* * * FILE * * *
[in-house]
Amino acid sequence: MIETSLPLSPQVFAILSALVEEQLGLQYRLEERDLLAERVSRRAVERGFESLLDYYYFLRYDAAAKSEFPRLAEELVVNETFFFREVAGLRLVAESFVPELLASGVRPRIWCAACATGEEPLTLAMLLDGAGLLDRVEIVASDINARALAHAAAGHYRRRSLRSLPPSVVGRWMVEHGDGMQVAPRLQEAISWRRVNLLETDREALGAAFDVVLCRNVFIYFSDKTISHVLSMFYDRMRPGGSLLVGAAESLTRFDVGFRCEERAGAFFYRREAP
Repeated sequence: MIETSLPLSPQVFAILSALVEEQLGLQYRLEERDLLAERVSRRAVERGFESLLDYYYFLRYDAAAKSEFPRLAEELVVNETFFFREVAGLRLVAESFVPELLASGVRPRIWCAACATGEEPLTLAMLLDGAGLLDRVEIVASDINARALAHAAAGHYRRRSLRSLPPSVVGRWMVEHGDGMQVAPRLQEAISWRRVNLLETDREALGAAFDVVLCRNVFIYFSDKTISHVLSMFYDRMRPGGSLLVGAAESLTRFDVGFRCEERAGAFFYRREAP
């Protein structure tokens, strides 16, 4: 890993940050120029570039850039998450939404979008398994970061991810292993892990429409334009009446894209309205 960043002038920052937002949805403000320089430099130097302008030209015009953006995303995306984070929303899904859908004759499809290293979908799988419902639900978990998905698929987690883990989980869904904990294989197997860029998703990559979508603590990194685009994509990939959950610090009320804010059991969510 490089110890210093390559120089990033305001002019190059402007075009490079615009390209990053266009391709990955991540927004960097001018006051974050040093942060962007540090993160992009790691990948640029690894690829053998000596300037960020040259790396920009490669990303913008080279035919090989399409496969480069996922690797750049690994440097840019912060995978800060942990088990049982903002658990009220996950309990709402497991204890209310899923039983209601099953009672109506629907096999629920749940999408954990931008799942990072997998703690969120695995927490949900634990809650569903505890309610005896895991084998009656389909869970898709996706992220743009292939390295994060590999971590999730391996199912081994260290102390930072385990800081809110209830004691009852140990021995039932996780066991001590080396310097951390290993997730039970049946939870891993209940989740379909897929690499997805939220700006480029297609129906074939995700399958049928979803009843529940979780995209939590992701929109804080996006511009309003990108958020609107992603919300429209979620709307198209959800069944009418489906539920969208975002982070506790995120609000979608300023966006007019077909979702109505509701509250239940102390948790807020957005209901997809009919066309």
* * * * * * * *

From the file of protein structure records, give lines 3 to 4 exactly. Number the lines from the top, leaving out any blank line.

Repeated sequence: MIETSLPLSPQVFAILSALVEEQLGLQYRLEERDLLAERVSRRAVERGFESLLDYYYFLRYDAAAKSEFPRLAEELVVNETFFFREVAGLRLVAESFVPELLASGVRPRIWCAACATGEEPLTLAMLLDGAGLLDRVEIVASDINARALAHAAAGHYRRRSLRSLPPSVVGRWMVEHGDGMQVAPRLQEAISWRRVNLLETDREALGAAFDVVLCRNVFIYFSDKTISHVLSMFYDRMRPGGSLLVGAAESLTRFDVGFRCEERAGAFFYRREAP
């Protein structure tokens, strides 16, 4: 890993940050120029570039850039998450939404979008398994970061991810292993892990429409334009009446894209309205 960043002038920052937002949805403000320089430099130097302008030209015009953006995303995306984070929303899904859908004759499809290293979908799988419902639900978990998905698929987690883990989980869904904990294989197997860029998703990559979508603590990194685009994509990939959950610090009320804010059991969510 490089110890210093390559120089990033305001002019190059402007075009490079615009390209990053266009391709990955991540927004960097001018006051974050040093942060962007540090993160992009790691990948640029690894690829053998000596300037960020040259790396920009490669990303913008080279035919090989399409496969480069996922690797750049690994440097840019912060995978800060942990088990049982903002658990009220996950309990709402497991204890209310899923039983209601099953009672109506629907096999629920749940999408954990931008799942990072997998703690969120695995927490949900634990809650569903505890309610005896895991084998009656389909869970898709996706992220743009292939390295994060590999971590999730391996199912081994260290102390930072385990800081809110209830004691009852140990021995039932996780066991001590080396310097951390290993997730039970049946939870891993209940989740379909897929690499997805939220700006480029297609129906074939995700399958049928979803009843529940979780995209939590992701929109804080996006511009309003990108958020609107992603919300429209979620709307198209959800069944009418489906539920969208975002982070506790995120609000979608300023966006007019077909979702109505509701509250239940102390948790807020957005209901997809009919066309």